Well, you may fairly remark that this notion of the same matter being used by two different entities of the same type at different times . . . seems like a pretty contrived and unlikely objection. Perhaps it poses a problem for professional philosophers specializing in metaphysics who are seeking a rock-solid principle of individuation—but for everyday, practical, pragmatic purposes, it may still seem like matter is good enough to formally distinguish and set apart the identity of one thing from all others of its kind.
Matter, however, encounters an even bigger obstacle to being the principle we’re seeking when we come to consider our main topic: necessarily reproducible artworks like books, films, and games. When we want to know what makes one giraffe different from the rest of the species at a given time, the matter involved is clear enough. But when we want to know what makes, say, Things Fall Apart different from all other novels or stories, the matter involved is, to put it mildly, less clear. Every copy of a given edition of a book has equal claim to being that edition of that book, and just about everyone in the world would accept a copy of a book as also being (at least in some sense) the book itself. To put it into terms introduced by C.S. Peirce, we are not interested in what makes my token or copy or individual instance of Things Fall Apart be the token that it is, but rather what makes the type or narrative or novel that is Things Fall Apart be the type that it is. Yet a particular edition of the novel simply is a sequence of words, and whether that sequence is etched into stone or spoken aloud, it remains recognizable as being the novel that it is.
Though tied more immutably to certain platforms, the same is ultimately true of films being a sequence of images and sounds (rather than, say, a film reel)—and games being the experiential interface of an underlying ruleset and code (rather than, say, a NES cartridge).
Granted, there is, at any given time, including the partial contents of hard drives and libraries around the world, a subset of matter that corresponds to all extant copies of a particular book, film, or game. But it is an arbitrarily telescoping set which can be added to or subtracted from according to the will (or whim) of interested agents; it does not seem to draw a line around the identity of the work in the way that your matter at any given moment seems to do for you. And at any rate, that kind of loose conceptual amalgamation of all existing copies of Things Fall Apart—does not seem to be what people actually mean when they talk about the book (what the book is like, whether it is a good book, any possible meaning of the book, and so forth). And in the case of a memorizable artwork like a novel, holding to that position would lead to strange consequences, such as some of the matter that constitutes particular works arguably being matter that is inside of human brains.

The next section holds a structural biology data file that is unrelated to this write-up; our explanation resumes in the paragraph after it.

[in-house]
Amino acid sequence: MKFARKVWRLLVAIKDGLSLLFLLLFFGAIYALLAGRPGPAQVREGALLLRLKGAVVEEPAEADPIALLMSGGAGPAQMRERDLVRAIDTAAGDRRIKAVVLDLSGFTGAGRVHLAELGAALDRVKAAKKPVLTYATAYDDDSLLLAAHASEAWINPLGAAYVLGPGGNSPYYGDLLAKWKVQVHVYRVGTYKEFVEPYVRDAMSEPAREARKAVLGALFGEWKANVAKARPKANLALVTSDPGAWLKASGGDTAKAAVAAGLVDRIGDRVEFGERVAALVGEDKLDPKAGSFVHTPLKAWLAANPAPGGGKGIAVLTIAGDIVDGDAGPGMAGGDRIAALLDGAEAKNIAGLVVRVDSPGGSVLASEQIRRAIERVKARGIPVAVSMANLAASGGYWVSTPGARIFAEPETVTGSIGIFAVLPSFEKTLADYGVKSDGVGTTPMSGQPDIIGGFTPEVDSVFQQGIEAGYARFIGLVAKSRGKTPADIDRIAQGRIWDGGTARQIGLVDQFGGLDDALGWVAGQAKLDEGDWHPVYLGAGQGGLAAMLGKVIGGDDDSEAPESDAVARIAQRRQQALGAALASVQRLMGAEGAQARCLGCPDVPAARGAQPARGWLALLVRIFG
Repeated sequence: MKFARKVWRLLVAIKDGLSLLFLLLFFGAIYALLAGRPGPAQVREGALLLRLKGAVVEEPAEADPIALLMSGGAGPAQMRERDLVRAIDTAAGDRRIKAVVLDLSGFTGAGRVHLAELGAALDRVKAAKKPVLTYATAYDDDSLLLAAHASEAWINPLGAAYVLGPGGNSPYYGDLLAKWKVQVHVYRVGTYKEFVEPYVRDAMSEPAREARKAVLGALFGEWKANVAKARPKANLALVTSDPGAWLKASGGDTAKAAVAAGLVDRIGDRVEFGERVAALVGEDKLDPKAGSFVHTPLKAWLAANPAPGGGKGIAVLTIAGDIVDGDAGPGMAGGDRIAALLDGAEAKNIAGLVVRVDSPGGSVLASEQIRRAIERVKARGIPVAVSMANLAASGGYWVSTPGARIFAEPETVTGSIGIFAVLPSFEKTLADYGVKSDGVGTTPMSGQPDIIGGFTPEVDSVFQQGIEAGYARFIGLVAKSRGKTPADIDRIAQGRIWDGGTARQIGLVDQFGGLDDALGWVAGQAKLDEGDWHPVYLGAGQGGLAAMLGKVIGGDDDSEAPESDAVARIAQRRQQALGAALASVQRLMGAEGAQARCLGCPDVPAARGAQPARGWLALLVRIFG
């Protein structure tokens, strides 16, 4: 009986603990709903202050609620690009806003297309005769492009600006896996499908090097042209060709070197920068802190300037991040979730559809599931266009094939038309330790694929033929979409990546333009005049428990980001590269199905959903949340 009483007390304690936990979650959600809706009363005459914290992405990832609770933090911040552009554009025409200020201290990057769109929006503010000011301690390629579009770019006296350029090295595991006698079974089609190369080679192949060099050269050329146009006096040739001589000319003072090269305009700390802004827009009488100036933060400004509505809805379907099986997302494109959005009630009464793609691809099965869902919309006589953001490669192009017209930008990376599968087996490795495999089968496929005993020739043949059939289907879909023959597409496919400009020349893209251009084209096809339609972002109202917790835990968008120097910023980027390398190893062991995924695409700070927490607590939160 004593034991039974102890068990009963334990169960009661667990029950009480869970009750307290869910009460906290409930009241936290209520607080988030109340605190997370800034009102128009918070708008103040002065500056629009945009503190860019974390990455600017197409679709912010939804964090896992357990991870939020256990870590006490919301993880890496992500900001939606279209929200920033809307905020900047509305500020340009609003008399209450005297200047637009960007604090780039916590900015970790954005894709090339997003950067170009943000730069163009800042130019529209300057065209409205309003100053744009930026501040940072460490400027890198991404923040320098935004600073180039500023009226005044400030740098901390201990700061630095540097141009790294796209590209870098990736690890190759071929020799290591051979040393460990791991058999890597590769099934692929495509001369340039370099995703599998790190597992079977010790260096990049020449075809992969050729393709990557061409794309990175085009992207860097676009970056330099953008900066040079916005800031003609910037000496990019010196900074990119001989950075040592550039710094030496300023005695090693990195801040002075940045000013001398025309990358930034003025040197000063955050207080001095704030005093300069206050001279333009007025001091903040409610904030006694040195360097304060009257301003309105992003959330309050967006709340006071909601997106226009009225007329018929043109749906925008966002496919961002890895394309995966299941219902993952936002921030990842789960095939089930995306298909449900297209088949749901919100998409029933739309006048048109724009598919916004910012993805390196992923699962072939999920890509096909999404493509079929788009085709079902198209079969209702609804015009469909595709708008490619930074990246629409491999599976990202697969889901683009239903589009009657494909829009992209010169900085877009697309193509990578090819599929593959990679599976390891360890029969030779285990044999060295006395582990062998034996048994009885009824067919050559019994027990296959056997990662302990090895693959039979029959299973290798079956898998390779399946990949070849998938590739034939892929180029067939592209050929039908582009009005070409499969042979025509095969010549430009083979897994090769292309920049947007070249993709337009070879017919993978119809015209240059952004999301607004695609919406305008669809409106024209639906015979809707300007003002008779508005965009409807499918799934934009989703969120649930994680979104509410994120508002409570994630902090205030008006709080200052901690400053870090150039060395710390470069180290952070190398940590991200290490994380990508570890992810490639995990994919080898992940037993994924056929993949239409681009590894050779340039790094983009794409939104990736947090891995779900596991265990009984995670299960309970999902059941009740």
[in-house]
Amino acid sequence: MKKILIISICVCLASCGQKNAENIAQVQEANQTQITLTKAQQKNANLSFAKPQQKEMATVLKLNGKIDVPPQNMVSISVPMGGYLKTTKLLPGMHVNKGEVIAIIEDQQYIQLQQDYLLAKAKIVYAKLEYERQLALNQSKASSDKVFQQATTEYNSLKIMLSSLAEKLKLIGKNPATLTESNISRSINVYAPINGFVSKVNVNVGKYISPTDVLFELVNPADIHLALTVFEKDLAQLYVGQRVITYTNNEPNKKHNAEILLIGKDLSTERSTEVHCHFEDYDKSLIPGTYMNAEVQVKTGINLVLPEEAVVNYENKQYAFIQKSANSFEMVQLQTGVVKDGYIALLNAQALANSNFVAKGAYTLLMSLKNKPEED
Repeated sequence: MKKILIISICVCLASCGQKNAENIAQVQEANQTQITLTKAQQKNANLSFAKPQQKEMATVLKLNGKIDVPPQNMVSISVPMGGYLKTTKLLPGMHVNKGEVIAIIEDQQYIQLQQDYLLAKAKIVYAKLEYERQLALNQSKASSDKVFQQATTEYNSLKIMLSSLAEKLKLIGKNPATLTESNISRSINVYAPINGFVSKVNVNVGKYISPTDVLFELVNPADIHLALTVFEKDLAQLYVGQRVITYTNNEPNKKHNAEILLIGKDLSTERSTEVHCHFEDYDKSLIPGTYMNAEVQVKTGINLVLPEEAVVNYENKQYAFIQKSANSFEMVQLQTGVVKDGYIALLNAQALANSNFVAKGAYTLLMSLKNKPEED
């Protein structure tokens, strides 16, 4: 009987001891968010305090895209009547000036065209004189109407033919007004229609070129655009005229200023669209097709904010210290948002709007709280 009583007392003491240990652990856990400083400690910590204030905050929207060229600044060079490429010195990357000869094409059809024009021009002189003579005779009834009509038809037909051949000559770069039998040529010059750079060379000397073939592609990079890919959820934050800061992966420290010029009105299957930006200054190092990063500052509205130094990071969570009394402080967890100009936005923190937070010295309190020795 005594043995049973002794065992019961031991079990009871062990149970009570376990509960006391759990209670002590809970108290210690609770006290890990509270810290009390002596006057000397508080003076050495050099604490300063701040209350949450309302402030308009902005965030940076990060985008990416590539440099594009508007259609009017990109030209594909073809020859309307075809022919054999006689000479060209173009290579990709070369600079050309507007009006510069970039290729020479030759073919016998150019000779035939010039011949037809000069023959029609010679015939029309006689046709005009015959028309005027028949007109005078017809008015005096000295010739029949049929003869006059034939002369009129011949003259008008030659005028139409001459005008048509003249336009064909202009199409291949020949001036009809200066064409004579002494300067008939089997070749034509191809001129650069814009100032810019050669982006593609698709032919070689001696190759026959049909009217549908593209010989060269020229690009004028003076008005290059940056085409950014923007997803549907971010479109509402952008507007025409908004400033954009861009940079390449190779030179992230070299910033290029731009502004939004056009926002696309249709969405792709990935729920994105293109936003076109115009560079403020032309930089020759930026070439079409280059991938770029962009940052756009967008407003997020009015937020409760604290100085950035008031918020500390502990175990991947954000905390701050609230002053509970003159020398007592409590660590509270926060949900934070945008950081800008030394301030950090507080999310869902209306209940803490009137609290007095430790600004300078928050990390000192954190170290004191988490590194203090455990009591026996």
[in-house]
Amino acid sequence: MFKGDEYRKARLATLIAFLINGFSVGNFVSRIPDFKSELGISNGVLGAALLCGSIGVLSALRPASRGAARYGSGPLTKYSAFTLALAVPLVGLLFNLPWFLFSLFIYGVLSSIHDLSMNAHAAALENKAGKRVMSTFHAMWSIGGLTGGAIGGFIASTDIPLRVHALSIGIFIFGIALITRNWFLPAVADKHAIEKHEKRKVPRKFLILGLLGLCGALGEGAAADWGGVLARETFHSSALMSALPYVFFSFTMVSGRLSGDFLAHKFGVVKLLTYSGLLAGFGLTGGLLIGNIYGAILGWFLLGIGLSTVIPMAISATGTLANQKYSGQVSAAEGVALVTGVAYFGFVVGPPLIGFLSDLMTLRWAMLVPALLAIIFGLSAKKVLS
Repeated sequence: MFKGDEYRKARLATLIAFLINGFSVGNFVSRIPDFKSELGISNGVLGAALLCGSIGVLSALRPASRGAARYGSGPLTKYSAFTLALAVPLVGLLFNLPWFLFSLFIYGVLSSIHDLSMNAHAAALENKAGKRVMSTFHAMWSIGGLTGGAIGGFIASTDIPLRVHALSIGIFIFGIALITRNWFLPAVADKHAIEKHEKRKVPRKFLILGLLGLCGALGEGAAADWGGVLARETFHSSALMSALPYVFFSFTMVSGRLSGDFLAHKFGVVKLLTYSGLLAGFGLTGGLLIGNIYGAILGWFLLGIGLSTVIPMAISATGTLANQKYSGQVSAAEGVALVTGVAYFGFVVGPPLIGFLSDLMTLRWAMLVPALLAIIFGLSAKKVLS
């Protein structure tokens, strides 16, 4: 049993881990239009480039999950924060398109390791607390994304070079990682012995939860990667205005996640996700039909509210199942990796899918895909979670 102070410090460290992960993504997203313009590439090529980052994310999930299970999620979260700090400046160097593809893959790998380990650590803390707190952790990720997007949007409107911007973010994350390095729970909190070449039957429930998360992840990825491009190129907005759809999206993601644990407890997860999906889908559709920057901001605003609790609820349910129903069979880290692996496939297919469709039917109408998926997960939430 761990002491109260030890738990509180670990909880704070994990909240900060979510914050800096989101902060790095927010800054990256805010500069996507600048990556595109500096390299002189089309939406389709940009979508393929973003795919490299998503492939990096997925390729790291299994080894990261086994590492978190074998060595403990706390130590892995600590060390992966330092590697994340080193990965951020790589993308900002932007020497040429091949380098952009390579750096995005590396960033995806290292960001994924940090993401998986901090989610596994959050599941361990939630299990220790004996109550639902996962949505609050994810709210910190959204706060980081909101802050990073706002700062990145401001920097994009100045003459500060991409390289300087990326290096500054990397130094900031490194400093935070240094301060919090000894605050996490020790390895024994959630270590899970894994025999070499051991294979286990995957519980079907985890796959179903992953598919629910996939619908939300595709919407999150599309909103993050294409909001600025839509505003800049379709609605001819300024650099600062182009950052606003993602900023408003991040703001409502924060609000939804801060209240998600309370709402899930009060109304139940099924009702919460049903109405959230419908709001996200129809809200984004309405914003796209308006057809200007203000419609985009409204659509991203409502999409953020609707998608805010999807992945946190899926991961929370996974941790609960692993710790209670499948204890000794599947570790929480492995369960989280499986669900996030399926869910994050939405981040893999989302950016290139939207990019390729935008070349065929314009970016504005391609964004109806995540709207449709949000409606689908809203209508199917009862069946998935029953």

And zeroing in on our main topic here, often no singular definitive physical copy of a game precedes mass production, if there is ever a physical copy at all apart from the atomic presence of the storage of the data on various hard drives. And even if one is speaking of the source code (which it is fairly trivial to demonstrate is not what almost anyone is trying to refer to when they refer to a game in general discourse), that code is often duplicated across multiple workstations. Ultimately, unless we are dealing with a rare collectible or one of them is broken, a person usually doesn’t much care what makes one copy of Ratchet and Clank for the Playstation 2 different from another same-release-version, same-region copy of Ratchet and Clank for the Playstation 2. What we are trying to figure out, rather, is what makes the HD release of Ratchet and Clank for the Playstation 3 different from Ratchet and Clank for the Playstation 2, and how (if at all) that affects its identity.
Ultimately, what we want to know about is an identity that isn’t necessarily tied to all of a work’s currently associated matter, nor to any particular subset of its currently associated matter. That’s a shame. It seemed like such a promising answer! So . . . if matter isn’t going to help us, then where do we turn? Well, Thomas Ainsworth describes the situation thus:
We have seen that there are some textual reasons to think Aristotle makes matter his principle of individuation; but in fact particular forms are better suited to play this role. We need to distinguish between two different questions, one about unification, the other about individuation: (i) what makes this giraffe (or this giraffe-matter) one and the same giraffe (over time)? (ii) what makes this giraffe distinct from that one? The first question [. . .] does not obviously require an answer that is unique to the giraffe in question. Giraffeness in general may well suffice. The answer to the second question, however, cannot be the universal species, since it is common to both giraffes, nor can it be their matter, since they could (albeit improbably) be composed of the numerically same stuff at different times. It is not so obvious that Aristotle sees the need to address the second question, but if his forms are particular, not universal, he is in a good position to do so. (Ainsworth)